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Reviewing the budget for employee incentives and rewards and trying to determine whether or not the spend is justified.
No. In fact, there is research that suggests that employee incentive programs are often counterproductive (see "Why Incentive Plans Cannot Work" article link). Given that motivating employee performance is used as the typical justification for employee incentive programs, check out "The Power of Small Wins" article link for an overview of some research on how progress/achievements are the real motivator at work. Unfortunately, employee incentive programs are so deeply embedded in most corporate cultures that it may be nearly impossible (and even career limiting) to persuade management in your organization to make radical changes.
As anecdotal support for the previous reply, we found that a process where people have time to work on their projects and see results they become really motivated. On our product management team, we let product managers shepard an idea from concept to requirements to development to release and finally to support.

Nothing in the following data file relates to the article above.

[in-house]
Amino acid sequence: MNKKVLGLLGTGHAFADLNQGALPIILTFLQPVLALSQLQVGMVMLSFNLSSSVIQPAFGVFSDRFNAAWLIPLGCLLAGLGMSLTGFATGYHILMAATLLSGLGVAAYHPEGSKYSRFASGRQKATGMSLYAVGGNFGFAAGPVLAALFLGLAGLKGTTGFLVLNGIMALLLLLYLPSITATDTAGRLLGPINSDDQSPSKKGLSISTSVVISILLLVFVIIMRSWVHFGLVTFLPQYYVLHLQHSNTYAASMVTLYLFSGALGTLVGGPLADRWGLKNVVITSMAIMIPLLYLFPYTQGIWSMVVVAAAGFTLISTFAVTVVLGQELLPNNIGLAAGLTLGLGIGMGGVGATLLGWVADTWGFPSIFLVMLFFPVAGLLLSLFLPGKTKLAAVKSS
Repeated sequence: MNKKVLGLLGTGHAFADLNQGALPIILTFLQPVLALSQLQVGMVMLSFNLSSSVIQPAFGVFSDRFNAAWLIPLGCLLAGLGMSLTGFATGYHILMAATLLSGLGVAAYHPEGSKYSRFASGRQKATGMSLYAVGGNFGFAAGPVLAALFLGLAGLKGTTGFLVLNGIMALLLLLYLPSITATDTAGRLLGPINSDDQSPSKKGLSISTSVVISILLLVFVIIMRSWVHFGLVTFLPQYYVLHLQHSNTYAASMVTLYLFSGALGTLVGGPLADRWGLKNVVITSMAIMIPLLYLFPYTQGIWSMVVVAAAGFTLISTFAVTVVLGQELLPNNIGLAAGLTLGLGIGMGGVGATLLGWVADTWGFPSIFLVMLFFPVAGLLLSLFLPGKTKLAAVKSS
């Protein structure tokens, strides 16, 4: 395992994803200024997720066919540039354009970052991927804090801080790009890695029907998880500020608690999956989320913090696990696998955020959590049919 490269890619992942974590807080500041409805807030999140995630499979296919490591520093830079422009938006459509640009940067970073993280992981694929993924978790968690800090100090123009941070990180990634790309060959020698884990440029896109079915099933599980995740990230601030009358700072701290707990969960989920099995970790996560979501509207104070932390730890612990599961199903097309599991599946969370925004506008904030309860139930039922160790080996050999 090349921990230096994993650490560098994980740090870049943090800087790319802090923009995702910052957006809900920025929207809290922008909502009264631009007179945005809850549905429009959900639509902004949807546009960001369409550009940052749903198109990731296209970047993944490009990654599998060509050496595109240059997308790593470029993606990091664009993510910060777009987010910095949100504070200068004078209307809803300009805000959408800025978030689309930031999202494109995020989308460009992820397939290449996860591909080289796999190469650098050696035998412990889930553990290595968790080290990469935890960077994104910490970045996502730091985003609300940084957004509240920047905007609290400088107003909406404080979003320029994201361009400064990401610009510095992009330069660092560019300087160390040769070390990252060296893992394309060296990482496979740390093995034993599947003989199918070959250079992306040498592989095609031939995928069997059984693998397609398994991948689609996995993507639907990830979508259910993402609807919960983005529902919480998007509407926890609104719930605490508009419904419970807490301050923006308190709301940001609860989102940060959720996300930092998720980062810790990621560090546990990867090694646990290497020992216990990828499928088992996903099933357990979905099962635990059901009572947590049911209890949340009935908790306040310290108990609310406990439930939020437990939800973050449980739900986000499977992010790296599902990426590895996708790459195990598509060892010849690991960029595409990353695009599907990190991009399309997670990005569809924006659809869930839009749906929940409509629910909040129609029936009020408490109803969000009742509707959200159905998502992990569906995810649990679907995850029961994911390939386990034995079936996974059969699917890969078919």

To start to understand motivation you need to study motivation theory; like Maslow's hierarchy of need. Then apply those principles to the area of what you are trying to motivate. I have personally motivated productivity increase that also increase profits by over a million dollars a year. These increases in performance were created through monetary and non-monetary rewards. The levels of production were increased and stayed at high levels for over eight years until technology changed, and the process was ended. I believe those high levels of production would have been increased today. Incentive programs fail because management and process architects inadvertently motivate the incorrect behavior. The outcome is not a failure; the reward system is the failure. For instance, the car sales industry pays their people to sell cars, which the sales people do at almost any cost. I am theorizing if the salespeople were paid on how many times the customer returned then the experience would be different. The first HBR article is a magnificent treaty to the failure of improperly instituted management systems. The second article is an excellent walk through the facts that the correct environment will yield wonderful results. Motivation blossoms best in a world of ownership, responsibility and freedom.